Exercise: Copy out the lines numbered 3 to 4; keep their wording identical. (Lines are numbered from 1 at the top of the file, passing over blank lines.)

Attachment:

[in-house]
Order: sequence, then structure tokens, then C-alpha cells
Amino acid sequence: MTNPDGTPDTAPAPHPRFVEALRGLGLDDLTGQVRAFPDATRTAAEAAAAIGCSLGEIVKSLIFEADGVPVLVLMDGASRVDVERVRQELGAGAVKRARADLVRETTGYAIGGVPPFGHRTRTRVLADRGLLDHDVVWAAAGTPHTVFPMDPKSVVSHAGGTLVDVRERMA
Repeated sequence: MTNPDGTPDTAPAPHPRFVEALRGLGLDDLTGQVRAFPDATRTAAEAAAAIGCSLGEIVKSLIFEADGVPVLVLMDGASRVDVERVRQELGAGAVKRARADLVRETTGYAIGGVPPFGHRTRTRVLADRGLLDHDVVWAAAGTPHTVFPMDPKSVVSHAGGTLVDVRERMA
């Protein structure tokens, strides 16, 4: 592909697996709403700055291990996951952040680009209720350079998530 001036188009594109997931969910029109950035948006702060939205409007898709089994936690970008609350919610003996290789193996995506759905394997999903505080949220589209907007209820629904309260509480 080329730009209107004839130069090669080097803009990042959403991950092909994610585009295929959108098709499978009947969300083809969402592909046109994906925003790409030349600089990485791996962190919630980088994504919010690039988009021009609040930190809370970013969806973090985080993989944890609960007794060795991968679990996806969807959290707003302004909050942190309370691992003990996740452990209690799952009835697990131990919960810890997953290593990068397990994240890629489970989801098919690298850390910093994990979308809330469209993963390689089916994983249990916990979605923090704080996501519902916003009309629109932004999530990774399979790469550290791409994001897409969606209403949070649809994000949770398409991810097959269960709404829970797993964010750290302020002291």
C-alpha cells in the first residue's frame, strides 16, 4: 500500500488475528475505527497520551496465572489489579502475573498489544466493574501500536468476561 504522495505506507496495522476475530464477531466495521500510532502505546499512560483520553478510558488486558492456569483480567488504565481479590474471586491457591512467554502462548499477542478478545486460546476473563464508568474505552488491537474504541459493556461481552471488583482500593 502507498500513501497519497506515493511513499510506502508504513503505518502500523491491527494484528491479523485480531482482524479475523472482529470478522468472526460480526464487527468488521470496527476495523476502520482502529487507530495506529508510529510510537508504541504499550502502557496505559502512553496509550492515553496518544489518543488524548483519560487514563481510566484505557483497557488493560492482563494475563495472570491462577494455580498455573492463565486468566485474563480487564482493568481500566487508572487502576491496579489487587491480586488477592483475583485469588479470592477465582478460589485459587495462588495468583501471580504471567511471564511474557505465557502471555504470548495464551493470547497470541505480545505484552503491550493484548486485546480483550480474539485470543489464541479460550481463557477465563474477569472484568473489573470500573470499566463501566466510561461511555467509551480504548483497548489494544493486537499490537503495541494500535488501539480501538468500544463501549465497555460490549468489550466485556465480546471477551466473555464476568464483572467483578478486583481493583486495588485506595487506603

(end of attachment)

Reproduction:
Amino acid sequence: MTNPDGTPDTAPAPHPRFVEALRGLGLDDLTGQVRAFPDATRTAAEAAAAIGCSLGEIVKSLIFEADGVPVLVLMDGASRVDVERVRQELGAGAVKRARADLVRETTGYAIGGVPPFGHRTRTRVLADRGLLDHDVVWAAAGTPHTVFPMDPKSVVSHAGGTLVDVRERMA
Repeated sequence: MTNPDGTPDTAPAPHPRFVEALRGLGLDDLTGQVRAFPDATRTAAEAAAAIGCSLGEIVKSLIFEADGVPVLVLMDGASRVDVERVRQELGAGAVKRARADLVRETTGYAIGGVPPFGHRTRTRVLADRGLLDHDVVWAAAGTPHTVFPMDPKSVVSHAGGTLVDVRERMA